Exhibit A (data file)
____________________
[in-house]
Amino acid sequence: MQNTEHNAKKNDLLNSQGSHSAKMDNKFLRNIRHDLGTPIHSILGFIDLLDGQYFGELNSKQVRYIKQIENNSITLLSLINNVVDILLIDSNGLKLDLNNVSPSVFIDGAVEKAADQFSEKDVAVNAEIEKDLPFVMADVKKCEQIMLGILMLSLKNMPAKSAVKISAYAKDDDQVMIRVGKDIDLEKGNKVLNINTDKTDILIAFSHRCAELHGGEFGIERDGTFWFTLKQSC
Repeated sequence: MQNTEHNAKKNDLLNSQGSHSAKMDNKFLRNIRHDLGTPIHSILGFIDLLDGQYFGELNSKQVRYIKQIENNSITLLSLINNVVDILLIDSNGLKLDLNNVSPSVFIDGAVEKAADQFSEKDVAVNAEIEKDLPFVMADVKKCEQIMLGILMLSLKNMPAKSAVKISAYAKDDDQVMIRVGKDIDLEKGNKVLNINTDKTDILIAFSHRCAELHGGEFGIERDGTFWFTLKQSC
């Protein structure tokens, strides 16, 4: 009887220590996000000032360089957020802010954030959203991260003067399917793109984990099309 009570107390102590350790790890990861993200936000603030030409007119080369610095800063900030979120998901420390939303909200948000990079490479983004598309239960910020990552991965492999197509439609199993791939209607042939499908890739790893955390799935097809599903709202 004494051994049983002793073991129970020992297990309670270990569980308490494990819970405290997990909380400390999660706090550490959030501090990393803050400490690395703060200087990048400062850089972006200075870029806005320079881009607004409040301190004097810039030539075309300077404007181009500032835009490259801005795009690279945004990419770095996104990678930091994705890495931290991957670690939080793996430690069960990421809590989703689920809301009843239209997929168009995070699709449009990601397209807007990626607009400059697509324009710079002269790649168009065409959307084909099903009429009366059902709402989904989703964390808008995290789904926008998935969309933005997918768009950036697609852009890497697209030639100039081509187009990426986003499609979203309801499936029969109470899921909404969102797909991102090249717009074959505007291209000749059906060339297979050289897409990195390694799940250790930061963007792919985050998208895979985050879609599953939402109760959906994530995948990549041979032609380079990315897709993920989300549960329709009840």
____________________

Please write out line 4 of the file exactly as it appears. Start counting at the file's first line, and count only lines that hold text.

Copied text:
């Protein structure tokens, strides 16, 4: 009887220590996000000032360089957020802010954030959203991260003067399917793109984990099309 009570107390102590350790790890990861993200936000603030030409007119080369610095800063900030979120998901420390939303909200948000990079490479983004598309239960910020990552991965492999197509439609199993791939209607042939499908890739790893955390799935097809599903709202 004494051994049983002793073991129970020992297990309670270990569980308490494990819970405290997990909380400390999660706090550490959030501090990393803050400490690395703060200087990048400062850089972006200075870029806005320079881009607004409040301190004097810039030539075309300077404007181009500032835009490259801005795009690279945004990419770095996104990678930091994705890495931290991957670690939080793996430690069960990421809590989703689920809301009843239209997929168009995070699709449009990601397209807007990626607009400059697509324009710079002269790649168009065409959307084909099903009429009366059902709402989904989703964390808008995290789904926008998935969309933005997918768009950036697609852009890497697209030639100039081509187009990426986003499609979203309801499936029969109470899921909404969102797909991102090249717009074959505007291209000749059906060339297979050289897409990195390694799940250790930061963007792919985050998208895979985050879609599953939402109760959906994530995948990549041979032609380079990315897709993920989300549960329709009840």